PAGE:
Seniors on the Move

Transportation can be a significant obstacle for a senior wanting to connect with friends and family, participate in social programs or even get out in the community for ordinary activities like shopping. Poor mobility and balance, declining cognitive ability, fare costs, and language difficulties can be significant barriers to accessing transportation options.

Seniors on the Move was a multi-sector collaboration to (a) share and enhance existing services and best practices; (b) design innovative new services and partnerships; (c) help seniors plan for age-related changes to their transportation needs and connect them to appropriate options; and (d) advocate for improved transportation services.

Project Partners included Burnaby Community ServicesBESTbc211Silver HarbourSHARECollingwood Neighbourhood House.

Seniors on the Move had a Steering Committee which met monthly and played a large role in both programming and public policy discussions. Steering Committee members included the project partners, as well as United Way of the Lower MainlandTransLink, HandyDART, ICBC, Vancouver Coastal Health, Fraser Health, Modo, SFU Gerontology, Immigrant Services Society, Seniors Services Society, Nurse Next Door, Insight Driver Fitness and sparc bc.

For more information about the partners in this project see Allies in Aging Partners.

We also hosted quarterly Seniors Advisory Committee meetings with seniors across the region to better understand their transportation needs and test possible solutions to filling gaps. If you are a senior struggling with transportation concerns and would like to have your voice heard, consider applying for the Seniors Advisory Committee by emailing general.manager@best.bc.ca.

Key Topics
Many initiatives have helped make Metro Vancouver more accessible to seniors needing to get around. For example, all buses are now accessible to mobility devices, and kneeling buses make it easier for seniors to get on the bus. Senior-serving agencies provide rides from volunteer drivers. This is all great, but with an aging population, we know more needs to be done to make our communities inclusive for everyone. Here are our priority issues:

Built environment: Small improvements can make big changes for the safety of many seniors and others with limited mobility or wheeled mobility devices. Curb cuts, longer pedestrian crossing times, leading pedestrian intervals, benches, washrooms, covered bus shelters, good street lighting, shorter walking distances to transit stops- these need to be planned in future projects, but also need to be retrofitted to our existing communities.

Systems-level change: Increased coordination in the sector needs to occur between volunteer ride programs, community-based and formal transportation sectors, and health agencies and the transportation sector.

Driving transition: For many seniors who have driven to get around for most of their lives, making the decision to use other forms of transportation is a hard decision. It brings a very real risk of social isolation if not planned for properly. While alternative transportation options need to be vastly improved, planning for the decision to drive less needs to be more proactive than reactive.

Improvements to HandyDART: TransLink recently commissioned a review of HandyDART, Metro Vancouver’s public transit system for people with disabilities, and adopted many recommendations from its Stakeholder Advisory Committee. We’re watching the process closely and providing our own feedback from the perspective of seniors, particularly those who might not be using HandyDART due to current service restrictions. We are supportive of many of the initiatives recommended, including a “family of services” approach, but we believe it needs to include more than HandyDART with conventional transit, such as seniors shuttles.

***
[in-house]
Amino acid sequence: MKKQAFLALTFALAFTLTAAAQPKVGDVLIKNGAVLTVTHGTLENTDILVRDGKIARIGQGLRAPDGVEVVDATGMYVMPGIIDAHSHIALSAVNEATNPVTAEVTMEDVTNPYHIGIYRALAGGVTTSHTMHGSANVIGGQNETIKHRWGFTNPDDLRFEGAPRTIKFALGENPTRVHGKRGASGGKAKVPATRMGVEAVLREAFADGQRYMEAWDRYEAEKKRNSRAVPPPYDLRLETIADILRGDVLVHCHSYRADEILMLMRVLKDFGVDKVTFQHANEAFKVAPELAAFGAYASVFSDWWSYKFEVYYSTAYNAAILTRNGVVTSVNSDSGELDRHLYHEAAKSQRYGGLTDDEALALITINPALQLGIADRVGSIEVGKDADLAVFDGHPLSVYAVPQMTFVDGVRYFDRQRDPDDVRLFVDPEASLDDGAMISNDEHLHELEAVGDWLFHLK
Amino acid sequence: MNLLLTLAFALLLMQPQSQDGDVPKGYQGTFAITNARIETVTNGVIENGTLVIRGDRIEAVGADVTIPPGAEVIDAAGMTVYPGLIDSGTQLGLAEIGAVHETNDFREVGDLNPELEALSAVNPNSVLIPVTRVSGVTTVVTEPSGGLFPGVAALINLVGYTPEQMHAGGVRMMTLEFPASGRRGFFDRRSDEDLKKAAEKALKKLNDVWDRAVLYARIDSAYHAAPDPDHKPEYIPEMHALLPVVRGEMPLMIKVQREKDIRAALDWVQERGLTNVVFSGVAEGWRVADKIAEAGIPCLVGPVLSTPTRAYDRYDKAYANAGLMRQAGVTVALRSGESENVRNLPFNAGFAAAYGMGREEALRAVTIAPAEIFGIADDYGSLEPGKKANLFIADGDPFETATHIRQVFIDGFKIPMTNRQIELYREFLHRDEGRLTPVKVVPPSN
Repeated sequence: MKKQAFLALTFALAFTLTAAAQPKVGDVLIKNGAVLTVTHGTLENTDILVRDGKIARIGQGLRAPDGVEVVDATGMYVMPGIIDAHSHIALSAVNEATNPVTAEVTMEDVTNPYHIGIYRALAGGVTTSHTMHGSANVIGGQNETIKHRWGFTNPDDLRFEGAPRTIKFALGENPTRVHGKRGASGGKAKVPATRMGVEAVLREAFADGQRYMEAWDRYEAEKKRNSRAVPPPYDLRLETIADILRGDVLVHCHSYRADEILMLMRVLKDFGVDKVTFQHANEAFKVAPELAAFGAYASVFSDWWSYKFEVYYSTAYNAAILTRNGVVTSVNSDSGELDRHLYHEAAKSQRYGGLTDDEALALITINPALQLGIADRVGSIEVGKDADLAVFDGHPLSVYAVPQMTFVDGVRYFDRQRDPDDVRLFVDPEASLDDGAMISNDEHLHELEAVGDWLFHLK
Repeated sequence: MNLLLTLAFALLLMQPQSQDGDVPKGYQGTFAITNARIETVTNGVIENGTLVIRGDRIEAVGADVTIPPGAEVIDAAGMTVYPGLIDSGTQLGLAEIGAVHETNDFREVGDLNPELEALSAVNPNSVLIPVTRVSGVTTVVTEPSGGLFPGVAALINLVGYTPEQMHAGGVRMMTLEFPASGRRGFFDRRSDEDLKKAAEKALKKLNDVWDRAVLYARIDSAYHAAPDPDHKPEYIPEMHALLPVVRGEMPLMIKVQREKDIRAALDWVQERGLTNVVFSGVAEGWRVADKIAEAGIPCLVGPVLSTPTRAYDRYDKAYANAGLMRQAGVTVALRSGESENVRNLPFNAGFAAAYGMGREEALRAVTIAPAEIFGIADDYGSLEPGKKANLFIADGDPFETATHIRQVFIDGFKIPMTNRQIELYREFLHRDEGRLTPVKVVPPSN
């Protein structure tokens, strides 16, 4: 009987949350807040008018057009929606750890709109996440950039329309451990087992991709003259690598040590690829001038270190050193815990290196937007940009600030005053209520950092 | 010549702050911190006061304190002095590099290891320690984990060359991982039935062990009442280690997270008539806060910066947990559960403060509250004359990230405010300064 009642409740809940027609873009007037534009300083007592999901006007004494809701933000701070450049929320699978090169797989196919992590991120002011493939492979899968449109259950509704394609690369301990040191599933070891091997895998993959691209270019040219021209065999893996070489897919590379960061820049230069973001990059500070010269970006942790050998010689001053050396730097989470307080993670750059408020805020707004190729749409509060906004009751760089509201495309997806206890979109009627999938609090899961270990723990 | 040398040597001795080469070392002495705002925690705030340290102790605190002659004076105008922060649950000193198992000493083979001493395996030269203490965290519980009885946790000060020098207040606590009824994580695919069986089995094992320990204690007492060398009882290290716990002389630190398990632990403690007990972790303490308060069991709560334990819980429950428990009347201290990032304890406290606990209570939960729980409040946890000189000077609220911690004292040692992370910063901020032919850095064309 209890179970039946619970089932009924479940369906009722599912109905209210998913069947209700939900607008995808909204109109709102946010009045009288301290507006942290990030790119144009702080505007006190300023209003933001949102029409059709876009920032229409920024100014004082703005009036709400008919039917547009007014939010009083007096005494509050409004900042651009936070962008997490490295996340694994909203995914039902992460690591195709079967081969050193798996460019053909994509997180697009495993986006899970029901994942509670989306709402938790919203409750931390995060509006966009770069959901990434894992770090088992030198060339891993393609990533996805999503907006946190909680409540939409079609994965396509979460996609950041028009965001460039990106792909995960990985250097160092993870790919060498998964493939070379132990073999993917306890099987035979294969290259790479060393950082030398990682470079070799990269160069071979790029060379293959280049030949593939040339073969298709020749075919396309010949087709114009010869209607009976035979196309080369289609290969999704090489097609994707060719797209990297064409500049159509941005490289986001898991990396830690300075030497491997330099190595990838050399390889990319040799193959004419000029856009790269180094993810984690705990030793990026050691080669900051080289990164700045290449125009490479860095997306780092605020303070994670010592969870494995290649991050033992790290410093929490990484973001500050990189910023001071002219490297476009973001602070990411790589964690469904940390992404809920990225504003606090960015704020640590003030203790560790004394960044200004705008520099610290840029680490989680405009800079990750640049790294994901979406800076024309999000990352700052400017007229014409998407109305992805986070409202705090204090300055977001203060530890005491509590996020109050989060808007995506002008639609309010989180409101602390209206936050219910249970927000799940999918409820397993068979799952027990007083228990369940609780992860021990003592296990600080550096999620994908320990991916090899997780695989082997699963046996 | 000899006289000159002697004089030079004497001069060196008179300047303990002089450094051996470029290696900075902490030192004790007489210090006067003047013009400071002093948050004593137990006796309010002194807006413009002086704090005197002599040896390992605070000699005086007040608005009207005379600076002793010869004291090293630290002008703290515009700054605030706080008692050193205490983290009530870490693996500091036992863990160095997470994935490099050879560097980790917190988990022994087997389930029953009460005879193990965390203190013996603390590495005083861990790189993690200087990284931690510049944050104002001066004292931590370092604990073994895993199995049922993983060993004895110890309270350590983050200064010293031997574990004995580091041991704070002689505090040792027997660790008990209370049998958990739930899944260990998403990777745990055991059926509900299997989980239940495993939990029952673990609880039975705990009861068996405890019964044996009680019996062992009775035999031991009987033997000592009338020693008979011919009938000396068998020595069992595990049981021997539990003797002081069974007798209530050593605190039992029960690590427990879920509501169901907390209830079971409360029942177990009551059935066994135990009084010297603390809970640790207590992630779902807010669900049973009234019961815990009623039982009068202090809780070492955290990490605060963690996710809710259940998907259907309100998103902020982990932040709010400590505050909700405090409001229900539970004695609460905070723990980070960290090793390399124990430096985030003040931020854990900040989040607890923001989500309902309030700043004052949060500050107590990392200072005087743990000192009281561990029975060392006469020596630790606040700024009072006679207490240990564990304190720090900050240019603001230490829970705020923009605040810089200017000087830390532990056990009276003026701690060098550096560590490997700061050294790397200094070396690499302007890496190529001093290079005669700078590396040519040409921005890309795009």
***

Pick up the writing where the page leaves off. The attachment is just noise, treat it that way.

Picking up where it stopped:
Accomplishments
Capacity building in the community sector: Our partner agencies offered rides to seniors to keep them connected to the community. With limited resources, priority is often given to medical transportation. Working to reduce social isolation means increasing opportunities for social connectedness – and getting seniors out and about.

Coordination, developing and sharing best practices: Many seniors’ agencies operate volunteer ride programs but face limitations in how many rides they can provide due to: a shortage of volunteer drivers; uncertainty due to a lack of coherent information around insurance and training; and referrals from coordinated efforts across transportation providers. We developed new volunteer driver recruitment and training strategies by combining best practices and trying out new methods, such as partnering with Modo the Car Co-op to provide access to cars for volunteers. We have also worked with ICBC to develop an insurance toolkit for managing risk.

Transit Training: With the generous support of TransLink, we tested transit training workshops for seniors to increase their use of transit and help them use the system more effectively. Sessions included online trip-planning, use of compass cards, transit station visits, and how to transfer between modes within the system.

Vision Zero: With the support of Fraser Health Authority, we conducted walking audits with seniors in Burnaby. These audits documented the condition of walking infrastructure and offered seniors the opportunity to work together to suggest opportunities to municipal officials.